Tokio Myers: Our Generation

Album Review

When 32 year-old Tokio Myers won this year’s Britain’s Got Talent, students were quick to ask my opinion, and like many, I was undecided about his music, but blown away by his story.

Now Tokio returns to the public eye with the release of his debut album…

The Story So Far

Aged 11, Tokio (real name, Torville Jones) witnessed the shocking murder of the headteacher at his North London school, Philip Lawrence, in an infamous and horrifying incident that shook the British headlines for months. Young Torville was led back into the school by his music teacher.

Developing his own love for music, and overcoming both prejudice and hardship, he eventually studied music himself – at London’s world-famous Royal College of Music. But his own musical journey was not about to settle on a classical piano career, as his appearances on BGT demonstrated.

Having enjoyed his live performances, in which Tokio combines piano playing with sampling technology and controllerism, I was unsure how his gift and musical personality might develop.

Here, for those who missed it or need a reminder, is that winning BGT performance, in which Tokio performs his own mash-up combining Hans Zimmer’s Interstellar soundtrack with Rag ’n’ Bone Man’s hit song Human:

Our Generation

But that uncertainty I felt – and any doubts – have been put to bed by the release of his debut album Our Generation, out today on the Syco label.


The album takes us on a journey that begins with a heavily treated solo piano, and takes us through a wide variety of musical genres that encompass laid-back electronica, downtempo, alternative R&B, and at its heart, Tokio’s often virtuosic, always deeply felt piano playing.

Some of the tracks include vocals, supplied by Ed Sheehan, Paloma Faith and J’Danna among others. Most of the material is credited to the writing team of Craig Dodd, Guy Farley, and Tokio Myers himself.

There’s also covers of Ed Sheehan’s BloodstreamAngel by The Weeknd, and Robert Miles’ Children.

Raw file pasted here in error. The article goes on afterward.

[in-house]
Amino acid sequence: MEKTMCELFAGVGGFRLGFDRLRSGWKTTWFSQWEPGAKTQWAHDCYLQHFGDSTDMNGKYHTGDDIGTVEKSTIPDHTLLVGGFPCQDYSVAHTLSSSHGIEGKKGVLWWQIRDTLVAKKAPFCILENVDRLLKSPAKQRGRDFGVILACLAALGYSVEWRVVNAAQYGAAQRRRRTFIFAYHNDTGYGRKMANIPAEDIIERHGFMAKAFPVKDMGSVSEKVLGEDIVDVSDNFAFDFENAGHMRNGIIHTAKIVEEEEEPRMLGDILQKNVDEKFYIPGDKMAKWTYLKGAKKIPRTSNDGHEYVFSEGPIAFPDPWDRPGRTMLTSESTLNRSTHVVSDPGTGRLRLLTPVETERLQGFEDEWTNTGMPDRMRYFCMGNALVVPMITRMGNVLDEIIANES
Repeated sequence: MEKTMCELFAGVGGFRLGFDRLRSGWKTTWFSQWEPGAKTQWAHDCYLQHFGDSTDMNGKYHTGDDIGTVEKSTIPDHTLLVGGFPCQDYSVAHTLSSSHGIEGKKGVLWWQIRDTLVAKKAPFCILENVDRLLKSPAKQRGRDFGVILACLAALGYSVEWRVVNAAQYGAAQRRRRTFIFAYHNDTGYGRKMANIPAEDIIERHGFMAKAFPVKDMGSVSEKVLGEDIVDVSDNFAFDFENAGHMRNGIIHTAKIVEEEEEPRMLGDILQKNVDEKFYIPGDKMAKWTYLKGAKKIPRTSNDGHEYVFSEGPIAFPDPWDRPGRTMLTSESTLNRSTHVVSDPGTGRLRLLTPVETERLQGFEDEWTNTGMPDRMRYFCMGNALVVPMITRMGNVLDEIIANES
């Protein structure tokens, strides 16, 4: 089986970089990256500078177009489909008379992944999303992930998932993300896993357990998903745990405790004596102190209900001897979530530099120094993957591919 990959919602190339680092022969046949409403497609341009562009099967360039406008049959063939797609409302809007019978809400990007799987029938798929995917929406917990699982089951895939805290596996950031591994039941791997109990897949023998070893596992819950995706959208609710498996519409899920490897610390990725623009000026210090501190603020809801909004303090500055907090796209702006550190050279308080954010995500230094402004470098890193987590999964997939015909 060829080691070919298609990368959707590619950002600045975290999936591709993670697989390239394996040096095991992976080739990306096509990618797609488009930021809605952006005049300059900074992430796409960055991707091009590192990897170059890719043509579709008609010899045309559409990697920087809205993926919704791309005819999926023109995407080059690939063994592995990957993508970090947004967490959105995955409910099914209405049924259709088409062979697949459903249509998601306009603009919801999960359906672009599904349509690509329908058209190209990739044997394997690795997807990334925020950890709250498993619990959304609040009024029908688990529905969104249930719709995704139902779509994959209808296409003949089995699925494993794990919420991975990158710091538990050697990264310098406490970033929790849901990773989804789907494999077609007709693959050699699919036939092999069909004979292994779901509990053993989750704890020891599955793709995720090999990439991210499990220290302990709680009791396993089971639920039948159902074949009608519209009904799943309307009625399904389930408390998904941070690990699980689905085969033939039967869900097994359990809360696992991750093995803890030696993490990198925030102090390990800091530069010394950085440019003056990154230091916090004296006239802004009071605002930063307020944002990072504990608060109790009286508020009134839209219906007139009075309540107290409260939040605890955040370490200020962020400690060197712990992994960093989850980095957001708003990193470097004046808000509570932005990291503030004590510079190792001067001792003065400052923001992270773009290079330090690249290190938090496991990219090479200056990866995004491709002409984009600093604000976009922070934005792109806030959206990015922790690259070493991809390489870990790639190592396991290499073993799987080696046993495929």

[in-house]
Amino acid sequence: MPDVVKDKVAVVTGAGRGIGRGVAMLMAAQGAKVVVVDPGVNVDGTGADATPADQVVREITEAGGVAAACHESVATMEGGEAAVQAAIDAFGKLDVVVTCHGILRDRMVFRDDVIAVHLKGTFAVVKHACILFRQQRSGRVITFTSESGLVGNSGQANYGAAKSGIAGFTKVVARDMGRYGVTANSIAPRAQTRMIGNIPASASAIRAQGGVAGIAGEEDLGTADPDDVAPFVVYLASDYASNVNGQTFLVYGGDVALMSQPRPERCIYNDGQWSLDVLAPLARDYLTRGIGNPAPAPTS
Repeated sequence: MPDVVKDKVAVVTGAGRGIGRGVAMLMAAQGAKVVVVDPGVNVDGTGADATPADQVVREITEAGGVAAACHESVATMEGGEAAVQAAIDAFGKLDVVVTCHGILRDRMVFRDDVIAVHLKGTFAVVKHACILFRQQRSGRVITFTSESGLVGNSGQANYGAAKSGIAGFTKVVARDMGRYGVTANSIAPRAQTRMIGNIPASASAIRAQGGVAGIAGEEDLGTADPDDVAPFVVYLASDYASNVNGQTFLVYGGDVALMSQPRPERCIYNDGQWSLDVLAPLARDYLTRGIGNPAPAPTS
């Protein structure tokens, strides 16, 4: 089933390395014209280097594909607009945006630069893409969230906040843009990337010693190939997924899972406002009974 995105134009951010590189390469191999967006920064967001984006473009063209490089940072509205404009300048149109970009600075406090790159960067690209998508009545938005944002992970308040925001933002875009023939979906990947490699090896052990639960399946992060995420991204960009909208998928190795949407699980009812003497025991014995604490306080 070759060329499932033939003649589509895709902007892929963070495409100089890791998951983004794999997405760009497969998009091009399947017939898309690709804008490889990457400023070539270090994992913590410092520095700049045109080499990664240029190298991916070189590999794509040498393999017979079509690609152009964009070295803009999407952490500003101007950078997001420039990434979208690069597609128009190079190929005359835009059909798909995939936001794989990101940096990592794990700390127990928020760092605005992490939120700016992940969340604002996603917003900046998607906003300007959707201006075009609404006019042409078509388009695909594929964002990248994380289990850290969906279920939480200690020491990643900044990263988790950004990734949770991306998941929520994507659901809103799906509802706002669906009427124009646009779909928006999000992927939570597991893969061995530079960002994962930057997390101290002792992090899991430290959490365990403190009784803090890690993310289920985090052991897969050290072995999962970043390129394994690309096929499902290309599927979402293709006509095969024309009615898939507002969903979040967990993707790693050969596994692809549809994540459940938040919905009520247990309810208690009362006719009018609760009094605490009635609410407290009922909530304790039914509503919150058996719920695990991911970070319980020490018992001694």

A pop album of this kind could easily seem terribly “manufactured”, cashing in on the backstory and initial popular appeal generated by a television contest…

But that would be entirely unfair in this case – from the first note it is clear that this is Tokio’s show. That compelling musical personality that so many fell in love with from his TV appearances is not simply present here – it is expanded and given the space to flourish and shine.

With outstanding production throughout, blistering electronic soundscapes and cutting-edge processing, Tokio relishes in the creative potential that a huge sound palette offers. The music is at times epic, then by turn reflective, stirring, mesmerising, and touching. The pacing and musical selection is pitch perfect, and I was gripped by the range and quality of the music.

Tokio is one of those artists who has the ability to inspire a new generation to take up the piano, and for that we all owe him.

And while this isn’t an album that will appeal to the tastes of all of my readers, I am pleased to say that Our Generation significantly exceeds my expectations. Check it out!

Our Generation is available to stream now on Apple Music and elsewhere, and to purchase from Amazon and iTunes.


Published by

Andrew Eales

Andrew Eales is a pianist, writer and teacher based in Milton Keynes UK, where he runs Keyquest Music - his successful independent music education business, private teaching practice and creative outlet.

One thought on “Tokio Myers: Our Generation”

  1. The music is beautiful, but the words….to put it frankly, terrible! Just repetitive nonsense, without meaning or feeling, I am sure he could do so much better without those silly lyrics. Sorry mate you can do better.


Please leave a Comment:

Fill in your details below or click an icon to log in: Logo

You are commenting using your account. Log Out /  Change )

Google photo

You are commenting using your Google account. Log Out /  Change )

Twitter picture

You are commenting using your Twitter account. Log Out /  Change )

Facebook photo

You are commenting using your Facebook account. Log Out /  Change )

Connecting to %s

This site uses Akismet to reduce spam. Learn how your comment data is processed.